Tuesday, April 24, 2012

Get to Know 'Em: Trumaine Johnson


It’s pretty clear that the Vikings are either going to pick Matt Kalil, Morris Claiborne or trade down in the first round. So let’s take the draft analysis a step further and preview players the Vikings might take with their second pick. In case you’re wondering, I’m using my own instincts and the various mock drafts to select players to preview. So for all I know, these guys will all be gone in the first round, or will still be available when the Vikings draft in the third round. If it's the latter, let's all pretend this was a third round preview, ok? Thanks.
Previous Entries in the Get to Know ‘Em SeriesHarrison Smith; Stephen Hill; Alshon Jeffery; Rueben Randle

And the run of comparisons continues—this time, we’re looking at a defensive back playing at a small school in a rural state. After that description, I’d bet your first thought is—didn’t we see this movie already in 2008?  Yes, Trumaine Johnson has an uncommon first name starting with “T” and the last name Johnson, just like Tyrell Johnson.** Unlike Tyrell, however, Trumaine played cornerback in college and what that implies might make all the difference.  

**Where else are you going to get hard hitting analysis like that? That’s right—nowhere.

Standing 6’2 and weighing in at 204lbs, Trumaine Johnson is likely going to need some time to develop. Even though it’ll be a big adjustment going from 1-AA (or FCS) to the NFL, he possesses the natural talent and athleticism that should allow him to make the transition. Johnson started at cornerback for the Montana Grizzlies all four years he was in college and set a school record for the most pass deflections and interceptions in a career. Those stats help demonstrate Johnson’s instincts for the ball and ability to read and react to receivers’ breaks, especially in the zone the Grizzlies utilized. Also, his height and strength would be an especially useful asset in the NFC North where he’d be covering receivers like Calvin Johnson and Brandon Marshall. And while he’ll need to improve his ability to press at the line, he had success disrupting receivers routes while in college.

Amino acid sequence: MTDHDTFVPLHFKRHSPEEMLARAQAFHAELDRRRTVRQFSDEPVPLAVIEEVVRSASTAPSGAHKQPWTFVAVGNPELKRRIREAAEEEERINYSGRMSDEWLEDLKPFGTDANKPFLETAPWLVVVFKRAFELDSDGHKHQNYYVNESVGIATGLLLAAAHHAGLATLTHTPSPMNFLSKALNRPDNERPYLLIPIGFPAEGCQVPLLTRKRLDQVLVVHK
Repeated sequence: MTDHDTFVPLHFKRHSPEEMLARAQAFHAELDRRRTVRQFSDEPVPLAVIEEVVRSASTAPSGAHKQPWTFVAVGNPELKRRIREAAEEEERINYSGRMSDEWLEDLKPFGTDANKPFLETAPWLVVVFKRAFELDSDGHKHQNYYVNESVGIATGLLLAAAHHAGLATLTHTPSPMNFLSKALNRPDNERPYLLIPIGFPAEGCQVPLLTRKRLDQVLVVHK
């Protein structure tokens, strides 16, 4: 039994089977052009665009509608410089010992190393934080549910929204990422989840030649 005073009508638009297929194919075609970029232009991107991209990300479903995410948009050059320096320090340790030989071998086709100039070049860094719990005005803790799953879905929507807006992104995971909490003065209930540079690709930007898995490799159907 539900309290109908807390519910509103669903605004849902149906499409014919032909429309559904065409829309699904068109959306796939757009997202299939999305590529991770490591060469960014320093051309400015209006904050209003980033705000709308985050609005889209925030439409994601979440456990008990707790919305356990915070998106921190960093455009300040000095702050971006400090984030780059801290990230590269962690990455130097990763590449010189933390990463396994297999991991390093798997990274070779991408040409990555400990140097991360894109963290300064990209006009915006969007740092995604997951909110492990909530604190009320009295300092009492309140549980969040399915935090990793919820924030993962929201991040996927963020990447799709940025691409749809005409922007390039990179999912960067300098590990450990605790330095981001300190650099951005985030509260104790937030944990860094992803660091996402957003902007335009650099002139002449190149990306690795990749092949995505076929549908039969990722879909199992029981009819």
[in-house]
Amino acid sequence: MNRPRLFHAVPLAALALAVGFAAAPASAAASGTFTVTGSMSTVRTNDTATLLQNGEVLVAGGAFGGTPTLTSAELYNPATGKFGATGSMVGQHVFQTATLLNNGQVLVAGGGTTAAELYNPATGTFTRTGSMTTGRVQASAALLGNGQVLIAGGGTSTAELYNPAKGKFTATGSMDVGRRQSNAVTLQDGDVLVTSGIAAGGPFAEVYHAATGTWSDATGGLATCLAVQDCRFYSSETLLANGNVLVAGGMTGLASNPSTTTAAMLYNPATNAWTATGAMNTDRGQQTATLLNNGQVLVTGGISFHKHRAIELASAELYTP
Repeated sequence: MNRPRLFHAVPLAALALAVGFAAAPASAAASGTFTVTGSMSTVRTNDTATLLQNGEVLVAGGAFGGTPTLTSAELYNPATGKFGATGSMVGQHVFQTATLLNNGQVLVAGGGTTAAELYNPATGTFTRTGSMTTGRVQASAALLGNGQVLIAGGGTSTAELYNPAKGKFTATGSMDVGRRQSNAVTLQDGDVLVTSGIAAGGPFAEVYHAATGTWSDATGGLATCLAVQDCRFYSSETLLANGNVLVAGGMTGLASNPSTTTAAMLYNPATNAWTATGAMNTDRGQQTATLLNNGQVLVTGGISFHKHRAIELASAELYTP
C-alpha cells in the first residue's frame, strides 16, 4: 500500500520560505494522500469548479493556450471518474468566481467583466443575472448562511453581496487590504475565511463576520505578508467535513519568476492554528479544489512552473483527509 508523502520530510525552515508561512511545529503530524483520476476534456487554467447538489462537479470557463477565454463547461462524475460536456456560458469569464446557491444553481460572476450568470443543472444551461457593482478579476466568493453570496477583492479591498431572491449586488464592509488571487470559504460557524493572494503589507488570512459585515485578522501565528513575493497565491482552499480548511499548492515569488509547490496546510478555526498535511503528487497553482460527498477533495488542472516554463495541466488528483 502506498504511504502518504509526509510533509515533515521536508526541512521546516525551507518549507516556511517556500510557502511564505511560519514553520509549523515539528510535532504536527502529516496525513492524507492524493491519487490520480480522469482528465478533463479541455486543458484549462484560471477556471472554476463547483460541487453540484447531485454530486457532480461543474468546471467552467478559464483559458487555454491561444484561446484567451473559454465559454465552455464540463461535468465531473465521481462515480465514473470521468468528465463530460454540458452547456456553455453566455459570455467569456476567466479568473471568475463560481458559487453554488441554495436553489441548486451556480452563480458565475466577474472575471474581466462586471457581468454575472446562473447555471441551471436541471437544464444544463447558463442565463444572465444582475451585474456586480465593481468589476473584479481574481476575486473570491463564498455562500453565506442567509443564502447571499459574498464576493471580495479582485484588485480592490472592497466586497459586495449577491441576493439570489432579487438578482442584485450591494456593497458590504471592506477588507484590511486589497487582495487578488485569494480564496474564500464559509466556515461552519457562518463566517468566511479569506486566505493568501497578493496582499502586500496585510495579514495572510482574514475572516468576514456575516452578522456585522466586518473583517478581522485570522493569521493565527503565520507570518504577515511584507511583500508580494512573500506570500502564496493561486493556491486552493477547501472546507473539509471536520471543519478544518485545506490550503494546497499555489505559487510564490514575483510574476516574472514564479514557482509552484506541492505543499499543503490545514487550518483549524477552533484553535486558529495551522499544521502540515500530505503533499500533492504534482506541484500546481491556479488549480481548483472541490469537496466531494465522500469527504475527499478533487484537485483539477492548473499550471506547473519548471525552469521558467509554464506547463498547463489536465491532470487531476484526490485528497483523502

Putting aside the fact that it’s a large leap from 1-AA to the NFL, there are some other question marks that could cause Trumaine to wash out like Tyrell did. First, Trumaine might not have the speed to play corner in the NFL. He ran the forty in an official time of 4.60, although some scouts had him as fast as 4.48. If the former is more reflective of his speed than the latter, he won’t be able to keep up with NFL receivers. Secondly, Trumaine struggled shedding blocks in college. While he is strong against the run and finished fourth on the team in tackles, many of those tackles came from avoiding the blocker, rather than defeating the blocker. Finally, Trumaine had some character issues, including missing games due to eligibility issues and a run in with the police. While the former is more troubling than the latter because of the questions it raises about Johnson’s willingness to put in the work necessary to be successful, I hate raising these kinds of issues, since they are over emphasized and nowhere near as important as people make them out to be.

So is Trumaine going to be a sequel to Tyrell? A lot depends on whether he’s fast enough to play cornerback. It seems like he has the football instincts needed to be successful in the Vikings’ Cover-2 scheme, which Tyrell lacked, but he might not have the speed to be an impact player in the NFL. Good instincts can help compensate for a lack of speed and, if he gets into camp and can’t handle cornerback, Trumaine could move from cornerback to safety, where his speed won’t be as much of an issue. 

3 comments:

  1. There is never any perfect prospect, is there? I wonder what Ced Griffin's 40 time was at the 2006 combine? I'm not comparing Johnson to Griffin, but the knock on him was always that he wasn't the fleetest of foot. But he turned out to be a pretty good player until his knees failed him.

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  2. Griffin ran a 4.51. The forty time is a proxy for speed (and how good a proxy is debatable) but a 4.6 is pretty slow when you consider that Calvin Johnson ran a 4.35, Johnny Knox ran a 4.34 and Greg Jennings ran a 4.42 (and most receivers are b/w 4.3 and 4.5)

    One thing I should have mentioned when talking about Johnson's size is how it'll be a big help covering the new breed of Tight Ends. I focused on how that helps him w/ Calvin Johnson, but it also counters the advantage of TE like Finley, Pettigrew and Gronkowski. That will be even more important as the rest of the NFL tries to copy that type of TE.

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    1. We may also see a new rise of LB built to cover Gronkowski-like players. That would be a great thing to get ahead of the curve on.

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